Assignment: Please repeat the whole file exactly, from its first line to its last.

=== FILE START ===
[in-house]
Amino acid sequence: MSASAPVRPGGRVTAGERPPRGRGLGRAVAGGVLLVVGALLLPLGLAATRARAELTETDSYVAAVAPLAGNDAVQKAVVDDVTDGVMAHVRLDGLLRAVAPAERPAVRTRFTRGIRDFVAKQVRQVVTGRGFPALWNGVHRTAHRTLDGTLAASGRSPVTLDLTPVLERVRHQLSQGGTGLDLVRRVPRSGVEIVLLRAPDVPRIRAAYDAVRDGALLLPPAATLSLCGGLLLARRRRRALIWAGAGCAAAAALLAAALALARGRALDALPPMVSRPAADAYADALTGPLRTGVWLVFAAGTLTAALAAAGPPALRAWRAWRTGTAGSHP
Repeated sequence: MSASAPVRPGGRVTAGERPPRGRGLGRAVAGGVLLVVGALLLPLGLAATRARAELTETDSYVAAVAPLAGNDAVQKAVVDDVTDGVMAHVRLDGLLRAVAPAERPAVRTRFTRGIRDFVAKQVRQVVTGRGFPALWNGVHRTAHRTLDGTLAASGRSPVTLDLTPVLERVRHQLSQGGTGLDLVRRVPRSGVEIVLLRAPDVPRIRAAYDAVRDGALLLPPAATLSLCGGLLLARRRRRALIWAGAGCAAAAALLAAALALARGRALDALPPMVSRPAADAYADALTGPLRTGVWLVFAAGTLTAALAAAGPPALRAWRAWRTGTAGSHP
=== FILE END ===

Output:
[in-house]
Amino acid sequence: MSASAPVRPGGRVTAGERPPRGRGLGRAVAGGVLLVVGALLLPLGLAATRARAELTETDSYVAAVAPLAGNDAVQKAVVDDVTDGVMAHVRLDGLLRAVAPAERPAVRTRFTRGIRDFVAKQVRQVVTGRGFPALWNGVHRTAHRTLDGTLAASGRSPVTLDLTPVLERVRHQLSQGGTGLDLVRRVPRSGVEIVLLRAPDVPRIRAAYDAVRDGALLLPPAATLSLCGGLLLARRRRRALIWAGAGCAAAAALLAAALALARGRALDALPPMVSRPAADAYADALTGPLRTGVWLVFAAGTLTAALAAAGPPALRAWRAWRTGTAGSHP
Repeated sequence: MSASAPVRPGGRVTAGERPPRGRGLGRAVAGGVLLVVGALLLPLGLAATRARAELTETDSYVAAVAPLAGNDAVQKAVVDDVTDGVMAHVRLDGLLRAVAPAERPAVRTRFTRGIRDFVAKQVRQVVTGRGFPALWNGVHRTAHRTLDGTLAASGRSPVTLDLTPVLERVRHQLSQGGTGLDLVRRVPRSGVEIVLLRAPDVPRIRAAYDAVRDGALLLPPAATLSLCGGLLLARRRRRALIWAGAGCAAAAALLAAALALARGRALDALPPMVSRPAADAYADALTGPLRTGVWLVFAAGTLTAALAAAGPPALRAWRAWRTGTAGSHP